June 14, 2011

A Dog's Purpose? (from a 6-year-old)

Okay, fine! Here's the second and last one for today... again, copied from an email a friend sent me. Seems to be so true.

So, of course, you have to take these with a grain of salt... like, this really happened, but it makes for a nice read and makes you think a bit.


Being a veterinarian, I had been called to examine a ten-year-old Irish Wolfhound named Belker. The dog's owners, Ron, his wife Lisa, and their little boy Shane, were all very attached to Belker, and they were hoping for a miracle.

I examined Belker and found he was dying of cancer. I told the family we couldn't do anything for Belker, and offered to perform the euthanasia procedure for the old dog in their home.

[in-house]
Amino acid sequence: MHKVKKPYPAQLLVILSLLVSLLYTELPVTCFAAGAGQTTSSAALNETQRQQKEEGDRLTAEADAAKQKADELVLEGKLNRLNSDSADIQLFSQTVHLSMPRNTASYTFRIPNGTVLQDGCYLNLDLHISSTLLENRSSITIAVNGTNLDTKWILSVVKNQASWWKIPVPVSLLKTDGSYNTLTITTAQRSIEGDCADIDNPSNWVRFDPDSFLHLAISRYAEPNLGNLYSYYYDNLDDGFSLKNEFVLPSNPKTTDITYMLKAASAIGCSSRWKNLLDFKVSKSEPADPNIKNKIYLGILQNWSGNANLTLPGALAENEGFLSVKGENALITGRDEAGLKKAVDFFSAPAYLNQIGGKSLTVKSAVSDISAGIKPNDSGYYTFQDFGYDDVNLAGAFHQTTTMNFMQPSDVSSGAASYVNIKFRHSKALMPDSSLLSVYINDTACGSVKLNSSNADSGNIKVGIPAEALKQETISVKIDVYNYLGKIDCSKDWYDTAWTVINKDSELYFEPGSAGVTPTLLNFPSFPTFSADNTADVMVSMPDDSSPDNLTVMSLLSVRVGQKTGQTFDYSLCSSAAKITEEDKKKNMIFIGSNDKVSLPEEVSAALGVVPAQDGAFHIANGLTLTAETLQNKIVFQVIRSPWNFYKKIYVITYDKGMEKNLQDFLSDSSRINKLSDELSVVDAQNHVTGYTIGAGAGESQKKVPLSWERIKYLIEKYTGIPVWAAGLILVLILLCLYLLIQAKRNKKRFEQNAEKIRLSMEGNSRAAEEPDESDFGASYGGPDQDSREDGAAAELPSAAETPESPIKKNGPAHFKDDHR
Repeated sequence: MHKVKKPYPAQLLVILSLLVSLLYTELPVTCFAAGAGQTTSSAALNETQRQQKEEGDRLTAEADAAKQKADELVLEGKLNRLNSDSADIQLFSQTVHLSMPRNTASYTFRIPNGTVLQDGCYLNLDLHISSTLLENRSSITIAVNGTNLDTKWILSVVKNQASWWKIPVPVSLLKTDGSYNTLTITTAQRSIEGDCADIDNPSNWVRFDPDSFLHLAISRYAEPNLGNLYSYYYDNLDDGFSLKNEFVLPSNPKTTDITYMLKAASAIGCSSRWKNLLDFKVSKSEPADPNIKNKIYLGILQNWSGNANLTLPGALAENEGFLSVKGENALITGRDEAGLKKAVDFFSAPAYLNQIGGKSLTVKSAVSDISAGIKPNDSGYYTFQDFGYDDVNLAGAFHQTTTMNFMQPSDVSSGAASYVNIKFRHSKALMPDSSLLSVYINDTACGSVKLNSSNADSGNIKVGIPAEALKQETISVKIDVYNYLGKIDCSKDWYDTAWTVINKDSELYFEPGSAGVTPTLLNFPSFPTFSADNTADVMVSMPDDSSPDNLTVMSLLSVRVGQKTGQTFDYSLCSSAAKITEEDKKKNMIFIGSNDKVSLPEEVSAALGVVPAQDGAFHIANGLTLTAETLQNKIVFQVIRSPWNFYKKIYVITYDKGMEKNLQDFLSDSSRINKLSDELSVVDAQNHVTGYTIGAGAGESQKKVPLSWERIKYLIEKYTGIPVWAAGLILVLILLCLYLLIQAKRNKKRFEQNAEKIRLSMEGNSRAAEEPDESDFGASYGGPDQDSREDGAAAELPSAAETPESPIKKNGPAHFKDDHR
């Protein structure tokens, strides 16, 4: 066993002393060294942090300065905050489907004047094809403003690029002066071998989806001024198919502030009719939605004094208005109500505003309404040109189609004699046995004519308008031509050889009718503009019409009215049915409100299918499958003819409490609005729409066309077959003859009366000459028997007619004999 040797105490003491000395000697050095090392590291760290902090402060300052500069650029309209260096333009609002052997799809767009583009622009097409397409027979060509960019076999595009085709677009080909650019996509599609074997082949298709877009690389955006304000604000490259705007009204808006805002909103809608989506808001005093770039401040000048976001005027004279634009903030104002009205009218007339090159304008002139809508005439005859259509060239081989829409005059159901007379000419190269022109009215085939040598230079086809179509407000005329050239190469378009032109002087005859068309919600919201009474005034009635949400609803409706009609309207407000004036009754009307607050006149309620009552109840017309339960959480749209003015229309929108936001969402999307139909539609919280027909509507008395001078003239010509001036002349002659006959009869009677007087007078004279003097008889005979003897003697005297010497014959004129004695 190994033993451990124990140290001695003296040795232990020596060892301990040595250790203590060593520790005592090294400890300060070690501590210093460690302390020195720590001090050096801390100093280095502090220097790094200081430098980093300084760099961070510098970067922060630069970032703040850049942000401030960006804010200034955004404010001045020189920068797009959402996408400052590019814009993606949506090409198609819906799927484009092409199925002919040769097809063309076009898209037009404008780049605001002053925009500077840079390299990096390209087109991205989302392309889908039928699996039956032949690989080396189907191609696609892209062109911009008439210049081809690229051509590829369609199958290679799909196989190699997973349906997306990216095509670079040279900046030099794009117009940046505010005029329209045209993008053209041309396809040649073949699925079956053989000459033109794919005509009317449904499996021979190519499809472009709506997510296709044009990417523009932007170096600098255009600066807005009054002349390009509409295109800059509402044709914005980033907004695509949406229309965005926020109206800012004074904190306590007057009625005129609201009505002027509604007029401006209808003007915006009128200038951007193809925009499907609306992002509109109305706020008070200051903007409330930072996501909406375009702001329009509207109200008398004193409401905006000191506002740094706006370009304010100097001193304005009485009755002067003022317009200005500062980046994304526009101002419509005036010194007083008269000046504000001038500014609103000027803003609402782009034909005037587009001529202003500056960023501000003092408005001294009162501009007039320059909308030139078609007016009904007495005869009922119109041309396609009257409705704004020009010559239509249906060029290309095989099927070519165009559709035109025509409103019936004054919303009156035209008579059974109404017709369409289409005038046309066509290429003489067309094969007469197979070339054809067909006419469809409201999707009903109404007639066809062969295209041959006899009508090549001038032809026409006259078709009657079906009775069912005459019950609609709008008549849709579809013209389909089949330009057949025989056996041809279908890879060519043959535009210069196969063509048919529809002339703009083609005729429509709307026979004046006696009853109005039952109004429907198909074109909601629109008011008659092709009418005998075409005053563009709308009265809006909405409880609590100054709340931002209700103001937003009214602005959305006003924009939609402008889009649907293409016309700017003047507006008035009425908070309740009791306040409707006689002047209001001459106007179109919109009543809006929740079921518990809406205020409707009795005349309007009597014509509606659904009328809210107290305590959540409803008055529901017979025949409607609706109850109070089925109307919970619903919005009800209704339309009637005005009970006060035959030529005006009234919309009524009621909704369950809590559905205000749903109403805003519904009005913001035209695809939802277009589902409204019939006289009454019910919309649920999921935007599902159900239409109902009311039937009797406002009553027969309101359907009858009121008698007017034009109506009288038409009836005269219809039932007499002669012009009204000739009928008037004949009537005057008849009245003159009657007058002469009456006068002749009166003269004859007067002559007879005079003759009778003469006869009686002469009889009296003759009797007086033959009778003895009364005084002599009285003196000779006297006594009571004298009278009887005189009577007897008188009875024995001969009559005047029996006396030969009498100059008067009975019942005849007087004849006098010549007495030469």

As we made arrangements, Ron and Lisa told me they thought it would be good for six-year-old Shane to observe the procedure. They felt as though Shane might learn something from the experience.

The next day, I felt the familiar catch in my throat as Belker’s family surrounded him. Shane seemed so calm, petting the old dog for the last time, that I wondered if he understood what was going on. Within a few minutes, Belker slipped peacefully away.

The little boy seemed to accept Belker's transition without any difficulty or confusion. We sat together for a while after Belker's death, wondering aloud about the sad fact that animal lives are shorter than human lives.

Shane, who had been listening quietly, piped up, ''I know why.''

Startled, we all turned to him. What came out of his mouth next stunned me. I'd never heard a more comforting explanation. It has changed the way I try and live.